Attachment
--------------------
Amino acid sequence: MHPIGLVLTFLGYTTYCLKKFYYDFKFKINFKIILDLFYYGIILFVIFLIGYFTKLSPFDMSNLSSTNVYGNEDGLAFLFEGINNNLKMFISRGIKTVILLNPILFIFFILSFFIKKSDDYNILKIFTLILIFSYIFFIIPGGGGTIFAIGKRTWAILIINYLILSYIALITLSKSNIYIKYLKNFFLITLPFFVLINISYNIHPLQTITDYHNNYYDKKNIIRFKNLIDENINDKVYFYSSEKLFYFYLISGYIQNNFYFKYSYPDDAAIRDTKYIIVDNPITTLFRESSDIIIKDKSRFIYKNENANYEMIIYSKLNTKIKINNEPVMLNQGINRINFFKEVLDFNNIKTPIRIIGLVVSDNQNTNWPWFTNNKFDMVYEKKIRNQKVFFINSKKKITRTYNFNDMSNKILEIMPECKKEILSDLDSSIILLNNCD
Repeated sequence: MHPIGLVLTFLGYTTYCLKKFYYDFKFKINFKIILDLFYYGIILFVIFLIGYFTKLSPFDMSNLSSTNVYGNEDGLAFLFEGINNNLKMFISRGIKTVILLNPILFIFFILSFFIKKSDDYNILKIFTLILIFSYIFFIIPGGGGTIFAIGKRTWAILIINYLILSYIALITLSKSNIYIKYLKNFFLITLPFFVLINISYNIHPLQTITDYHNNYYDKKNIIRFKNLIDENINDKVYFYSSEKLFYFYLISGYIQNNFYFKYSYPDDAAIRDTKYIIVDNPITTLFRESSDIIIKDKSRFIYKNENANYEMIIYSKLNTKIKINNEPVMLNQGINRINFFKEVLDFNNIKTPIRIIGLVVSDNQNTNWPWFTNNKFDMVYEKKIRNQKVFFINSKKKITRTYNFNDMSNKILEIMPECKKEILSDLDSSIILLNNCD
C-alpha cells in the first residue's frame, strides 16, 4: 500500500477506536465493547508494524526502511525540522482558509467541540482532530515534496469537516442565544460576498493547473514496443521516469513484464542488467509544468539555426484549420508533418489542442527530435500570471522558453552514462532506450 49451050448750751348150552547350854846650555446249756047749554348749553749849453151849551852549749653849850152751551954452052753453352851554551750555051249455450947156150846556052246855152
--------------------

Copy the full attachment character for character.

Amino acid sequence: MHPIGLVLTFLGYTTYCLKKFYYDFKFKINFKIILDLFYYGIILFVIFLIGYFTKLSPFDMSNLSSTNVYGNEDGLAFLFEGINNNLKMFISRGIKTVILLNPILFIFFILSFFIKKSDDYNILKIFTLILIFSYIFFIIPGGGGTIFAIGKRTWAILIINYLILSYIALITLSKSNIYIKYLKNFFLITLPFFVLINISYNIHPLQTITDYHNNYYDKKNIIRFKNLIDENINDKVYFYSSEKLFYFYLISGYIQNNFYFKYSYPDDAAIRDTKYIIVDNPITTLFRESSDIIIKDKSRFIYKNENANYEMIIYSKLNTKIKINNEPVMLNQGINRINFFKEVLDFNNIKTPIRIIGLVVSDNQNTNWPWFTNNKFDMVYEKKIRNQKVFFINSKKKITRTYNFNDMSNKILEIMPECKKEILSDLDSSIILLNNCD
Repeated sequence: MHPIGLVLTFLGYTTYCLKKFYYDFKFKINFKIILDLFYYGIILFVIFLIGYFTKLSPFDMSNLSSTNVYGNEDGLAFLFEGINNNLKMFISRGIKTVILLNPILFIFFILSFFIKKSDDYNILKIFTLILIFSYIFFIIPGGGGTIFAIGKRTWAILIINYLILSYIALITLSKSNIYIKYLKNFFLITLPFFVLINISYNIHPLQTITDYHNNYYDKKNIIRFKNLIDENINDKVYFYSSEKLFYFYLISGYIQNNFYFKYSYPDDAAIRDTKYIIVDNPITTLFRESSDIIIKDKSRFIYKNENANYEMIIYSKLNTKIKINNEPVMLNQGINRINFFKEVLDFNNIKTPIRIIGLVVSDNQNTNWPWFTNNKFDMVYEKKIRNQKVFFINSKKKITRTYNFNDMSNKILEIMPECKKEILSDLDSSIILLNNCD
C-alpha cells in the first residue's frame, strides 16, 4: 500500500477506536465493547508494524526502511525540522482558509467541540482532530515534496469537516442565544460576498493547473514496443521516469513484464542488467509544468539555426484549420508533418489542442527530435500570471522558453552514462532506450 49451050448750751348150552547350854846650555446249756047749554348749553749849453151849551852549749653849850152751551954452052753453352851554551750555051249455450947156150846556052246855152